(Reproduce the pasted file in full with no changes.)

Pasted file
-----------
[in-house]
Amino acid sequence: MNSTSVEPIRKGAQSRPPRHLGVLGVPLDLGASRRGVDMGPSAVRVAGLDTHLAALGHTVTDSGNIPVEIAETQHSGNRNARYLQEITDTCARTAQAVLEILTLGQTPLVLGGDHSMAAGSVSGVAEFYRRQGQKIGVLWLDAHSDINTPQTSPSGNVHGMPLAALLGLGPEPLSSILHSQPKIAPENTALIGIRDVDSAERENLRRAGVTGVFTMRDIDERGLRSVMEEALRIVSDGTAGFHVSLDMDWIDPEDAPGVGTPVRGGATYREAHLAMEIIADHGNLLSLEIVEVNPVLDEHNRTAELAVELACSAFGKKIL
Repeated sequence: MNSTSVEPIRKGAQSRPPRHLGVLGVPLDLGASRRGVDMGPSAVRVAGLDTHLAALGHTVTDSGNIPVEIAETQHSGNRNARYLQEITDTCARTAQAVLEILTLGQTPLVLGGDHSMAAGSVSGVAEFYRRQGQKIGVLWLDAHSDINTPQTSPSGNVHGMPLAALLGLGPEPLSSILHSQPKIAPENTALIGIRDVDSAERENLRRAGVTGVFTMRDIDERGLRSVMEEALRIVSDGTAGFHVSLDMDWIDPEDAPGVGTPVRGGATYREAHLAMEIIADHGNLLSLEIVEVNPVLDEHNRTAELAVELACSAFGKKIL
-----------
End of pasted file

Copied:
[in-house]
Amino acid sequence: MNSTSVEPIRKGAQSRPPRHLGVLGVPLDLGASRRGVDMGPSAVRVAGLDTHLAALGHTVTDSGNIPVEIAETQHSGNRNARYLQEITDTCARTAQAVLEILTLGQTPLVLGGDHSMAAGSVSGVAEFYRRQGQKIGVLWLDAHSDINTPQTSPSGNVHGMPLAALLGLGPEPLSSILHSQPKIAPENTALIGIRDVDSAERENLRRAGVTGVFTMRDIDERGLRSVMEEALRIVSDGTAGFHVSLDMDWIDPEDAPGVGTPVRGGATYREAHLAMEIIADHGNLLSLEIVEVNPVLDEHNRTAELAVELACSAFGKKIL
Repeated sequence: MNSTSVEPIRKGAQSRPPRHLGVLGVPLDLGASRRGVDMGPSAVRVAGLDTHLAALGHTVTDSGNIPVEIAETQHSGNRNARYLQEITDTCARTAQAVLEILTLGQTPLVLGGDHSMAAGSVSGVAEFYRRQGQKIGVLWLDAHSDINTPQTSPSGNVHGMPLAALLGLGPEPLSSILHSQPKIAPENTALIGIRDVDSAERENLRRAGVTGVFTMRDIDERGLRSVMEEALRIVSDGTAGFHVSLDMDWIDPEDAPGVGTPVRGGATYREAHLAMEIIADHGNLLSLEIVEVNPVLDEHNRTAELAVELACSAFGKKIL